In terms of stylistic overkill, the new big screen adaptation of Frank Miller’s uber-violent graphic novel “300” ranks right up there with “Moulin Rouge.” Where Baz Luhrmann’s movie musical was overflowing with ripe emotion, though, “300” is a bombastic and cold affair, not unlike watching the story sequences between levels in a video game.
Outmatched by thousands, bloodthirsty Spartan king Leonidas (Gerard Butler) leads 300 super-buff Supermen sporting bikini briefs and capes into the Battle of Thermopylae anyway—for honor, for glory—for no other reason than the superficial titillation of seeing stylized violence from all different angles and speeds.
Director Zach Snyder, who uses a green screen and all-CGI sets to mimic the vivid colors of Miller’s comic, matches the Spartans’ boldness. The backgrounds are flat and blurry and the colors monochromatic, so this technique has the unusual effect of never once placing its characters in a believable environment.
Battle scenes recall the replay option on a football video game where you can watch slo-mo, sudden zoom-ins, and rotating camera angles. This allows you to see the moment of contact or, in the case of “300,” see every detail as a spear enters an ogre’s eye. There is so much slow motion that if they had run the entire film at normal speed, it would have been half as long.
Basically, “300” exists as a showcase for action. Maybe this would have been more fun if the whole movie wasn’t bogged down by a stolid seriousness that rarely lets up, not to mention a philosophically hollow premise. The stubborn machismo that gets Leonidas into this conflict purports to be about freedom, liberty, justice, and every other buzzword that will evoke unblinking loyalty on the part of a modern audience. In a culture that tosses weak babies off a cliff and physically abuses strong children to make them hardened warriors, these ideals ring particularly false.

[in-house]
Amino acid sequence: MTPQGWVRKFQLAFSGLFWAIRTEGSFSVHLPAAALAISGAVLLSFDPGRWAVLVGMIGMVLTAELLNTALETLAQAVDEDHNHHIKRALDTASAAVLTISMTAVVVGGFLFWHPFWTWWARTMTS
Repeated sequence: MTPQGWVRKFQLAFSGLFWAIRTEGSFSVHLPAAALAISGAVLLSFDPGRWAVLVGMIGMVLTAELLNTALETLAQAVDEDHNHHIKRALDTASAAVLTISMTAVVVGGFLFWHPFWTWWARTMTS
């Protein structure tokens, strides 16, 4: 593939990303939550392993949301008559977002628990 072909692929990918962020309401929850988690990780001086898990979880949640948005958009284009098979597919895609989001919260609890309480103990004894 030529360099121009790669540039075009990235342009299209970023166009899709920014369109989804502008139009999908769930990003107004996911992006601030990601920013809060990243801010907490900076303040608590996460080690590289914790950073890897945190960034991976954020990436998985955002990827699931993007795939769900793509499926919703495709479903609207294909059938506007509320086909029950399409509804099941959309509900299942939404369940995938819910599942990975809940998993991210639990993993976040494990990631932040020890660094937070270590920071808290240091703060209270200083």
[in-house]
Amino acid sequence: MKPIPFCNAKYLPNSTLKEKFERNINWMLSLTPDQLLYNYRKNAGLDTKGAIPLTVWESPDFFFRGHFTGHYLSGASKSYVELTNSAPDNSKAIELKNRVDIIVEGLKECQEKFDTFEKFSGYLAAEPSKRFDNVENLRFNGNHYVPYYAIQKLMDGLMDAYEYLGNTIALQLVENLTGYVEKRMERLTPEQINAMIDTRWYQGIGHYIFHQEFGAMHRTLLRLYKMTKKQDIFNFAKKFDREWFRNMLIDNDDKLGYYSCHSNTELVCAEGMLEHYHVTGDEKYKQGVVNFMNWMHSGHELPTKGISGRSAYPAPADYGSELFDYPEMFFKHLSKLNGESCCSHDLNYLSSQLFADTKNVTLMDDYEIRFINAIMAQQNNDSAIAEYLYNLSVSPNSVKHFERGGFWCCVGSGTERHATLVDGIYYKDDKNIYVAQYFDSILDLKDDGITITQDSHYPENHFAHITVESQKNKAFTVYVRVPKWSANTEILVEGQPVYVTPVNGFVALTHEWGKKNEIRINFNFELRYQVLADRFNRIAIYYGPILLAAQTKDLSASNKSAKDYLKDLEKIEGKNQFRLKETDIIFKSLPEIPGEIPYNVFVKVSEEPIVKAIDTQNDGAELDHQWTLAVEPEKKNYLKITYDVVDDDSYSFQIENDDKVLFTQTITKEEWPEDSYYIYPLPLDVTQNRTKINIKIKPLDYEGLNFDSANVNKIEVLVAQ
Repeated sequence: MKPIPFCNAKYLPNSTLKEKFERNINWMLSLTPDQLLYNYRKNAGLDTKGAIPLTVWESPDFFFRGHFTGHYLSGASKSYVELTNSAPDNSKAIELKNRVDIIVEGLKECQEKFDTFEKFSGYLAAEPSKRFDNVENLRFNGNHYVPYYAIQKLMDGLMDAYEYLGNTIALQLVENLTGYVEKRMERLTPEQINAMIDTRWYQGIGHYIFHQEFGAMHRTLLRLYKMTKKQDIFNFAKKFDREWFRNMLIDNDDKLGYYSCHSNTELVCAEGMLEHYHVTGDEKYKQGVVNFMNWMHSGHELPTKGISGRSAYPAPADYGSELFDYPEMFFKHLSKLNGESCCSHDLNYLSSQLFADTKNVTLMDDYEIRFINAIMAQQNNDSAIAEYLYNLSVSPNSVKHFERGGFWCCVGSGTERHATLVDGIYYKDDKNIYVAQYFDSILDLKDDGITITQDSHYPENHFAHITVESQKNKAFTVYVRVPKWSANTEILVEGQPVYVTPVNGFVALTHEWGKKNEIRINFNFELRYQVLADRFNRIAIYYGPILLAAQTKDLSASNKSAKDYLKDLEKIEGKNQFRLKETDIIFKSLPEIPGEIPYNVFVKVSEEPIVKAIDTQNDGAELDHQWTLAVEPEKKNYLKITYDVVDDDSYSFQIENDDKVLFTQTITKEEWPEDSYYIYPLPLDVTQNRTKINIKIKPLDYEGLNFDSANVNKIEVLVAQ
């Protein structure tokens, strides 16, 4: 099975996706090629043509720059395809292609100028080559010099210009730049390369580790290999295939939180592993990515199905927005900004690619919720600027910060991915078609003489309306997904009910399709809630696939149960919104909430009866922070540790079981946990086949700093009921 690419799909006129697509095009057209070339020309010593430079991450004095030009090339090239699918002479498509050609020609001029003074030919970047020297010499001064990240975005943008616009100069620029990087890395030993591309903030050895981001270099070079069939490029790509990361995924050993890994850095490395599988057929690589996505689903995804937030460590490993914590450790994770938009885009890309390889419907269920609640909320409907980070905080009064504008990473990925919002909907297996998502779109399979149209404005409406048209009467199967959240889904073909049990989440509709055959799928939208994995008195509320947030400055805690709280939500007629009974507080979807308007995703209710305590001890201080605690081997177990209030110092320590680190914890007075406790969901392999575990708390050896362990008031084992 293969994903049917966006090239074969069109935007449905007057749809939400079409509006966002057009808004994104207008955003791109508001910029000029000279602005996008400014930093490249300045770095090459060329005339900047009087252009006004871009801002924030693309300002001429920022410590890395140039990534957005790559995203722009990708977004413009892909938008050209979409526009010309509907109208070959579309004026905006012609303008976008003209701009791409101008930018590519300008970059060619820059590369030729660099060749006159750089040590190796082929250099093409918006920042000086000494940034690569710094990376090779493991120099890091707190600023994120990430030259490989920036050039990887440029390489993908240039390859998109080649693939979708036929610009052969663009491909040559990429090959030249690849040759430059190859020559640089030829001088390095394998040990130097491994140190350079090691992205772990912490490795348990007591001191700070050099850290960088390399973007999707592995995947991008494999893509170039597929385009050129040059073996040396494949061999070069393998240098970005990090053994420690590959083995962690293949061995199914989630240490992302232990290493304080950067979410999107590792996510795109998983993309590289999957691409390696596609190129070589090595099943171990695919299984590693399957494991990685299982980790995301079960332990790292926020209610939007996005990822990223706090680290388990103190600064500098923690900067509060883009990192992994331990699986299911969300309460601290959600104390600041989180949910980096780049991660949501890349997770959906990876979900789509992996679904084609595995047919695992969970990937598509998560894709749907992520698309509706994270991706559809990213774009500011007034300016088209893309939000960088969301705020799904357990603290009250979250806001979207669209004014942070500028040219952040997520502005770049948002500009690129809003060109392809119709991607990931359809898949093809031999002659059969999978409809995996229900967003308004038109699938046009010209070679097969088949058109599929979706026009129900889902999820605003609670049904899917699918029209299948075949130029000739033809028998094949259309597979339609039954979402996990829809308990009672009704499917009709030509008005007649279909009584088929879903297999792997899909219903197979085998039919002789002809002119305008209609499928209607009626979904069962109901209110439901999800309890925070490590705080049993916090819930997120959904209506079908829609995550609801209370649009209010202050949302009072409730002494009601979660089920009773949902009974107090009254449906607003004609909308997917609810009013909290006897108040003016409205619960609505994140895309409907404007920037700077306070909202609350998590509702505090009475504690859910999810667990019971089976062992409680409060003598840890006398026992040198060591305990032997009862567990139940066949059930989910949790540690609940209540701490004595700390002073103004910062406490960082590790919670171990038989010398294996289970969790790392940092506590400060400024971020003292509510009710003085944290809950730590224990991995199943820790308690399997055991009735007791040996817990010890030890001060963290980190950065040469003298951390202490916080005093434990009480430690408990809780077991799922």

Like 2005’s “Sin City,” another slavish Miller adaptation, “300” is the visual equivalent of testosterone run rampant. In addition to all manner of creative blood spilling, there is a heaping helping of sex, topless writhing young women, and homophobia. Xerxes is not just a God-King who leads the Persian army. He is also a giant, hairless hermaphrodite with a sexed-up lesbian harem. Early in the film, the Athenians are slandered as “boy-lovers.” Ironically, the always-shirtless Spartans—as rippled and tan as a Chippendale dancer—carry their own homoerotic charge.
Audacious movies are always more entertaining than bland ones, even when they are a spectacular mess. “300” may be riddled with laughable dialogue that sounds better when bellowed and a voice-over narration as resolute as it is ridiculous, but no one will ever accuse it of being flavorless. What made “Sin City” work was how it tweaked the tried and true themes of film noir, bringing a sad resonance to its characters even while Miller spun his macho fantasies. Although the action sequences in “300” are brutal showcases of technical prowess, they are missing any whiff of emotional significance.
Right now, “300” feels like the latest high-tech rollercoaster—the one with the craziest loops that pulls the most G’s. I know this didn’t happen, but I couldn’t help thinking that Snyder was constantly trying to one-up Mel Gibson. He made sure that severed heads would actually fly in “300” (rather than the simple roll/bounce move in “Apocalypto”), and increased the number of martyrs (a la “Braveheart”) by a whopping two hundred and ninety-nine. Nice work, sir.